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City Upon a Hill: Colonists as Reformers Content Session Material

Theme: Social Changes and Social Reform
Topic:
City Upon a Hill: Colonists as Reformers
Date:
March 29, 2004
Scholar:
Emerson Baker, Associate Professor and Chair, Department of History, Salem State College

Overview | Required Reading | Reading Questions

Materials selected and syllabus created by Emerson Baker, Ph.D., Associate Professor and Chair, Department of History, Salem State College (emerson.baker@salemstate.edu)


Overview

When John Winthrop penned his sermon aboard the Arbella, calling upon his fellow Massachusetts Bay colonists to imagine their future home "as a city upon a hill," he set forth a blueprint for a society that, in theory, was to be communal in nature and free from the corrupt influences of the Church of England. The early Separatists of Plymouth colony also set out to craft a society different--and better--than the one they had left. However, the reality of life in colonial New England, while in some ways reflecting the utopian spirit of the founding fathers, contained many contradictions. After all, the earliest Anglo settlers in New England imported an English world-view that coexisted with their efforts to reform certain aspects of the society they had left behind. In this session we will dive deeply into the reasons behind the early Anglo settling of New England and explore the ideals and realities of life in Puritan New England as we try to make sense of the complexities and incongruities of colonial life.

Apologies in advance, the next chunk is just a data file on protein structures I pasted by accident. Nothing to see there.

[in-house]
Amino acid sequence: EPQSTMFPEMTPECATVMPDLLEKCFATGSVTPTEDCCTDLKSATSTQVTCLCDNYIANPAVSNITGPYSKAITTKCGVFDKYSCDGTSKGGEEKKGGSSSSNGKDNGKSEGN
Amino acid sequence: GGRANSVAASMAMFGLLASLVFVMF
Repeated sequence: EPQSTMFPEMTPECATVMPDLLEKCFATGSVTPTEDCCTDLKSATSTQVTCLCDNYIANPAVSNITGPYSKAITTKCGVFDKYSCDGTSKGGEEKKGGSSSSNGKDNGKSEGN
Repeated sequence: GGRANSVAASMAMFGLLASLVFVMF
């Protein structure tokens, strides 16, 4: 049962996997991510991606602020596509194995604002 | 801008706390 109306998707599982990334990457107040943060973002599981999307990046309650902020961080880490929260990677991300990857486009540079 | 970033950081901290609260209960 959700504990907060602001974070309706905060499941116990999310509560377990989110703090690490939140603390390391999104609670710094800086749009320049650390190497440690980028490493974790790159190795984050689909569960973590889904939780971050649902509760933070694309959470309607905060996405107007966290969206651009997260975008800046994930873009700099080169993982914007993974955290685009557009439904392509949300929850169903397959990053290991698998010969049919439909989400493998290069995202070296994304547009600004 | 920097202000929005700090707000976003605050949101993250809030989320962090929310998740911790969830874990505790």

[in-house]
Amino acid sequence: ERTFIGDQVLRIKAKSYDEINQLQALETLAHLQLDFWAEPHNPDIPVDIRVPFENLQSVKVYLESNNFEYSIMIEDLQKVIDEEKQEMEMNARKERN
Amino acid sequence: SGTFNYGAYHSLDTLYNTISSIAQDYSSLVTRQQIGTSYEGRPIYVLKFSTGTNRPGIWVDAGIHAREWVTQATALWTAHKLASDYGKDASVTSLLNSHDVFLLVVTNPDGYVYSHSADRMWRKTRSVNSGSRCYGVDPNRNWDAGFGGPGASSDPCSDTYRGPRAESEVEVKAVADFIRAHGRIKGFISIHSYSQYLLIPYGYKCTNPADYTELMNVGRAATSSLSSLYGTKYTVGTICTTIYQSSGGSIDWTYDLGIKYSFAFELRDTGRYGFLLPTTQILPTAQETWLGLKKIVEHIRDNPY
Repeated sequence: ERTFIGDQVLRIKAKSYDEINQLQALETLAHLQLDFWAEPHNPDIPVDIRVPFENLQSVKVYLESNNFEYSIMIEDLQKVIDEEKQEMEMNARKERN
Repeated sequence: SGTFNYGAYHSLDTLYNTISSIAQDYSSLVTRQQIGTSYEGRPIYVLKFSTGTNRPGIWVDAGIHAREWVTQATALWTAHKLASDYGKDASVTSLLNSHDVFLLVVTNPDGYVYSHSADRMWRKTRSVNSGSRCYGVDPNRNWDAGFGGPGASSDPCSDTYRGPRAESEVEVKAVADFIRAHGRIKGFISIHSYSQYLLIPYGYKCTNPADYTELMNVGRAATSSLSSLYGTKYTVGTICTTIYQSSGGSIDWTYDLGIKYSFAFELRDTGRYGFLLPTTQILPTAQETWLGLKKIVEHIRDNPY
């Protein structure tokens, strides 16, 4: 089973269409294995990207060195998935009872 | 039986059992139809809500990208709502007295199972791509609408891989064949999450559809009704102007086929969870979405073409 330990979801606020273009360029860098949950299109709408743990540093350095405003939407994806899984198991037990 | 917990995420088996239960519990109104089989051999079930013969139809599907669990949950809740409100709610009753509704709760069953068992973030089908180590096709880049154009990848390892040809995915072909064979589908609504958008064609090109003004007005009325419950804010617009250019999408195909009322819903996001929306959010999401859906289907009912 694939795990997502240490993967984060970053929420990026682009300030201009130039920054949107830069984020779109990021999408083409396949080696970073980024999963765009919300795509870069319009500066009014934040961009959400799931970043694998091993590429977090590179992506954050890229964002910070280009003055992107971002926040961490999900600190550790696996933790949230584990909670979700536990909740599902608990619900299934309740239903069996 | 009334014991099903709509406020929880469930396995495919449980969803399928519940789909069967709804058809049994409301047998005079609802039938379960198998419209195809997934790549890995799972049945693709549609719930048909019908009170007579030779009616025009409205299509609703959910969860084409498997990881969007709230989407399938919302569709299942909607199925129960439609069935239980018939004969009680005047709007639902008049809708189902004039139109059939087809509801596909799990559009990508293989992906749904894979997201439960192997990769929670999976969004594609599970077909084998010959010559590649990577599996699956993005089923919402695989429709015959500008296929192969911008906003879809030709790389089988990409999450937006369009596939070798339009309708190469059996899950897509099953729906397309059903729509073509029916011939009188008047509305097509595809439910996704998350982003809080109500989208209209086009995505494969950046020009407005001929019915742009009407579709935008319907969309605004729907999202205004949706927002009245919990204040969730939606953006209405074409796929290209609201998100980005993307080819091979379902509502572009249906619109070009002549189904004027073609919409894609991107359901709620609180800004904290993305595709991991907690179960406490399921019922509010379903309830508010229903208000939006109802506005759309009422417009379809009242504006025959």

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Required Reading

Secondary Source

Lockridge, Kenneth. A New England Town: The First Hundred Years. 2nd edition. New York: W.W. Norton & Co. 1985.

Primary Sources:

Available at http://personal.pitnet/primarysources/covenants.html

1. "The Salem Covenant of 1629"
2. "The Enlarged Salem Covenant of 1636"
3. "The Dedham Covenant, 1636"
4. "Covenant of Exeter, New Hampshire, July 5, 1639"

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Reading Questions

1. Compare and contrast the covenants for Salem, Dedham, and Exeter. Can you detect any differences in these compacts, or do they all seem to represent the typical Puritan town?

2. Why do you think Salem revised their covenant in 1636?

3. You have read Dedham's Compact, and read about Dedham. How well did the Covenant work in practice?

4. From 1636 to 1736, a utopian experiment named "Contentment" became the Yankee town of Dedham. What were the key factors that led to the decline of the utopian dream?

5. Puritan New England was supposed to be a "City Upon a Hill." Was this a utopia for everyone?


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